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| Bode Lecture: Lei Guo
Chinese Academy of Sciences, China
Feedback and Uncertainty: Some Basic Problems and Theorems
Time and location: 8:30-9:30, Friday, December 13, 2019 - Apollon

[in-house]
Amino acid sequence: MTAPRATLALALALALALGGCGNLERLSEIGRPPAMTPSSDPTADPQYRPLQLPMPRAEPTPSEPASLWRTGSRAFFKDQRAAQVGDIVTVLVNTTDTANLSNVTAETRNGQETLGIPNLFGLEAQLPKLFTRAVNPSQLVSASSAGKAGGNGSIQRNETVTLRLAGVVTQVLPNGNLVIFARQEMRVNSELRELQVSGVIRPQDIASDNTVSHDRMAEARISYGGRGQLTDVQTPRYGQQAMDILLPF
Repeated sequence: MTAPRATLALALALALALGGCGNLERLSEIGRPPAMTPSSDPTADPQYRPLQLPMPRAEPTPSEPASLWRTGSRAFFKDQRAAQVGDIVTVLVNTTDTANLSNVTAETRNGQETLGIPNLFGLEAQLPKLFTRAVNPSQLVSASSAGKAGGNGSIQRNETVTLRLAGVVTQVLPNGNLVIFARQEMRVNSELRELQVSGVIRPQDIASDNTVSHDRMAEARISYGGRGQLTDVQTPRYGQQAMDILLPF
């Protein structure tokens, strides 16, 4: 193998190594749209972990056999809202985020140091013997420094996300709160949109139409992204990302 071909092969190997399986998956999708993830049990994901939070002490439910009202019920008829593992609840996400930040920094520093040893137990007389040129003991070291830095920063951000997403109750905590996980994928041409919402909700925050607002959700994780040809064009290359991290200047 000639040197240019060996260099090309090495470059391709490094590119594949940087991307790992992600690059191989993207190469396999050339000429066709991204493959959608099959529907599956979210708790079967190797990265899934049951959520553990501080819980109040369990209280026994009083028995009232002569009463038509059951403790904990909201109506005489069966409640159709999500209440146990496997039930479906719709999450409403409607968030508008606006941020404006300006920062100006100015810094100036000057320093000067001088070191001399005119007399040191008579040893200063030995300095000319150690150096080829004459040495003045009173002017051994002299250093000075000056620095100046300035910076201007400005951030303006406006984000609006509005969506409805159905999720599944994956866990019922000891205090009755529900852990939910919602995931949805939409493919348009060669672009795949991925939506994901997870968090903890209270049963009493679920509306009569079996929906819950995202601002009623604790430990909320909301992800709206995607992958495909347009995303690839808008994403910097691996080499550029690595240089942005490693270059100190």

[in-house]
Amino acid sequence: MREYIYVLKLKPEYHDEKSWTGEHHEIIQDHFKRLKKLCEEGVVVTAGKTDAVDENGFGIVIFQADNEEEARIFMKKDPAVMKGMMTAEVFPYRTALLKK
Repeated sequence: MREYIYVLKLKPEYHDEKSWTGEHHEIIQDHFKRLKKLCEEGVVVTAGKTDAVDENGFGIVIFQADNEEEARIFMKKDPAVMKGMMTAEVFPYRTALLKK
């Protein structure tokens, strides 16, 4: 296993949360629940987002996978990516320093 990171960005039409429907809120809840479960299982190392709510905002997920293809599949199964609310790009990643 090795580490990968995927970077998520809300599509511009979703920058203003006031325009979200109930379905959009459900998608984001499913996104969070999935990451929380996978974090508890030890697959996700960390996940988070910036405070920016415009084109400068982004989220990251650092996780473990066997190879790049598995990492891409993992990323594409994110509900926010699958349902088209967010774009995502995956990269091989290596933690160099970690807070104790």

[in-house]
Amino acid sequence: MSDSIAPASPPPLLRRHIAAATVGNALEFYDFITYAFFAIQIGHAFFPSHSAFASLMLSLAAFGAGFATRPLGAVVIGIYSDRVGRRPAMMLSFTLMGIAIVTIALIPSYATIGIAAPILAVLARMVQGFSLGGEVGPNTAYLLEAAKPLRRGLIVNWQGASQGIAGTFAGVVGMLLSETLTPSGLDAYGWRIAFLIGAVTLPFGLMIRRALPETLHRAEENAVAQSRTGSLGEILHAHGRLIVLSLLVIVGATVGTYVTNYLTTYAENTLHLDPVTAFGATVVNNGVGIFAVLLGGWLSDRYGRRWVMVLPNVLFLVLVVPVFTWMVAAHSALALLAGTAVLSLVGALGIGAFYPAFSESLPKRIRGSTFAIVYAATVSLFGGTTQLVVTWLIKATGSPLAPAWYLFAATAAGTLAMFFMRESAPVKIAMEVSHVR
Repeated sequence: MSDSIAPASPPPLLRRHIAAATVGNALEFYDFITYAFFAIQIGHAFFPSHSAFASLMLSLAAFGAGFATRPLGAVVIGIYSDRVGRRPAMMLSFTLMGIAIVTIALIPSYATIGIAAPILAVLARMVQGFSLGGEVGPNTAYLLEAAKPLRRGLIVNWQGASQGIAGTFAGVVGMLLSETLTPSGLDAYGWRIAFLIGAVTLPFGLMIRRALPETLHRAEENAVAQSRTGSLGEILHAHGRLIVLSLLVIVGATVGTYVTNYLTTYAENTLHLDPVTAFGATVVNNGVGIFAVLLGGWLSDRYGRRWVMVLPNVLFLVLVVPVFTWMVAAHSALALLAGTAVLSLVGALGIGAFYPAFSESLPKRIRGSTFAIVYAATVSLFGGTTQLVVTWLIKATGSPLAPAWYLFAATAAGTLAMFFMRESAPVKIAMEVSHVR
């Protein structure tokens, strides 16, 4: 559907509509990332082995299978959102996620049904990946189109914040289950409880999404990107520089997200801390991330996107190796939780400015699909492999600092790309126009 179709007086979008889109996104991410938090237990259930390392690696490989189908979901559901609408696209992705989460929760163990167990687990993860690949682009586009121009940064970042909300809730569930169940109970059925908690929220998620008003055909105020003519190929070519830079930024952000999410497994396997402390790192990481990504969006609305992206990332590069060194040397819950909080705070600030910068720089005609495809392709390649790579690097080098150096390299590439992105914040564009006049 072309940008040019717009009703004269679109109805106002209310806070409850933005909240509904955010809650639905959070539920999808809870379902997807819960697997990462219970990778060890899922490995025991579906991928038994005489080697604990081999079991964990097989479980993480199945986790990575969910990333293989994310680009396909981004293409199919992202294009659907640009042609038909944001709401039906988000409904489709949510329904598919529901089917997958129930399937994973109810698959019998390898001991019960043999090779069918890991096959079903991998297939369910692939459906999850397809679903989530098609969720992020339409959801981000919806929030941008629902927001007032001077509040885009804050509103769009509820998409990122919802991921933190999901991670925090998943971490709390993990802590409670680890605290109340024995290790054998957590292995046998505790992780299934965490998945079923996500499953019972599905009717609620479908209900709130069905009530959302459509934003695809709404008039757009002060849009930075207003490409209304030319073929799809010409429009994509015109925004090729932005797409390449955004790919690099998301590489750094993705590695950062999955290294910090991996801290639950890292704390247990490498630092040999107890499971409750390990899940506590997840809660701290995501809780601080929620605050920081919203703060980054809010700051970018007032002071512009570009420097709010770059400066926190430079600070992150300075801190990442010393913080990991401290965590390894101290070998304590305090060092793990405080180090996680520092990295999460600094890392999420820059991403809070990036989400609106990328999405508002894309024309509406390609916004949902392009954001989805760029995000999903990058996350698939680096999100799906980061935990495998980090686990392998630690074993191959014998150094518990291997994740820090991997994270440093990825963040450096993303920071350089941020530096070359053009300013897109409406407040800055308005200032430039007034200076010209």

Abstract: Feedback is a core concept of automatic control, a fundamental principle of systems and an indispensable mechanism in intelligent systems, which makes it possible for a dynamical system to perform well in the presence of various uncertainties. Although it is widely recognized that a comprehensive investigation of the quantitative relationship between feedback and uncertainty is a challenging task, considerable progress has been made in both theory and practice on the design and analysis of feedback systems. In this lecture, we will present some findings and theorems in the understanding of several basic problems. First, we will consider adaptive control of linear stochastic systems and explain the difficulties and techniques in establishing the global stability and optimality of the well-known self-tuning regulators (STR), designed by combining the least-squares estimator with the minimum variance controller. This natural and seemingly simple case had actually been a basic longstanding open problem in adaptive control, and its solution offers valuable insights necessary for more complicated problems. Next, we will discuss the theoretical foundation of the classical proportional-integral-derivative (PID) control, to understand the rationale behind its widespread successful applications in control practice where almost all of the systems are nonlinear with uncertainty, by presenting some theorems on the global (semi-global) stability and asymptotic optimality of the closed-loop systems, and by providing a concrete design method for the PID parameters. Finally, we will consider more fundamental problems on the maximum capability and limitations of the feedback mechanism in dealing with uncertain nonlinear systems, where the feedback mechanism is defined as the class of all possible feedback laws (which are not restricted to a certain particular subclass). We will present some “critical values” and “impossibility theorems” about the maximum capability of the feedback mechanism for several basic classes of uncertain nonlinear systems. Experiences, extensions and expectations will also be shared during the lecture.